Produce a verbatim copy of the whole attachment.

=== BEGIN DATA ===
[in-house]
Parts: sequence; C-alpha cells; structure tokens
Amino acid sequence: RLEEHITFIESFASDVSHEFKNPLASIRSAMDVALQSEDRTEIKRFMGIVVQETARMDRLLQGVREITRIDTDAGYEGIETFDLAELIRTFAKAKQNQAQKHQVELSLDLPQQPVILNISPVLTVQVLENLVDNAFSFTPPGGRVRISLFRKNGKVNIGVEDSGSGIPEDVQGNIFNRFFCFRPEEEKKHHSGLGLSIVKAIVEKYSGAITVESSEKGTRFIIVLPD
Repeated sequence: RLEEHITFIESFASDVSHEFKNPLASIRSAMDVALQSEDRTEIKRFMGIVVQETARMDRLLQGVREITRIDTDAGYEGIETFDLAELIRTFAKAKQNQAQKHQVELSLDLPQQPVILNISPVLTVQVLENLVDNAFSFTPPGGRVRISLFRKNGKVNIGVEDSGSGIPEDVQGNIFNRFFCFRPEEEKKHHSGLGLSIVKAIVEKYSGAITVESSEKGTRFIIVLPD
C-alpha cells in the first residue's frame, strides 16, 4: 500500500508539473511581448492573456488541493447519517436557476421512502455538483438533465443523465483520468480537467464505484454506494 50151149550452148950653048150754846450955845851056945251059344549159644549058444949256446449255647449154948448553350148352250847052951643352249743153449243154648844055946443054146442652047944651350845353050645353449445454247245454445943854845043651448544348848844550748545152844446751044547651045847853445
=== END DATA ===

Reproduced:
[in-house]
Parts: sequence; C-alpha cells; structure tokens
Amino acid sequence: RLEEHITFIESFASDVSHEFKNPLASIRSAMDVALQSEDRTEIKRFMGIVVQETARMDRLLQGVREITRIDTDAGYEGIETFDLAELIRTFAKAKQNQAQKHQVELSLDLPQQPVILNISPVLTVQVLENLVDNAFSFTPPGGRVRISLFRKNGKVNIGVEDSGSGIPEDVQGNIFNRFFCFRPEEEKKHHSGLGLSIVKAIVEKYSGAITVESSEKGTRFIIVLPD
Repeated sequence: RLEEHITFIESFASDVSHEFKNPLASIRSAMDVALQSEDRTEIKRFMGIVVQETARMDRLLQGVREITRIDTDAGYEGIETFDLAELIRTFAKAKQNQAQKHQVELSLDLPQQPVILNISPVLTVQVLENLVDNAFSFTPPGGRVRISLFRKNGKVNIGVEDSGSGIPEDVQGNIFNRFFCFRPEEEKKHHSGLGLSIVKAIVEKYSGAITVESSEKGTRFIIVLPD
C-alpha cells in the first residue's frame, strides 16, 4: 500500500508539473511581448492573456488541493447519517436557476421512502455538483438533465443523465483520468480537467464505484454506494 50151149550452148950653048150754846450955845851056945251059344549159644549058444949256446449255647449154948448553350148352250847052951643352249743153449243154648844055946443054146442652047944651350845353050645353449445454247245454445943854845043651448544348848844550748545152844446751044547651045847853445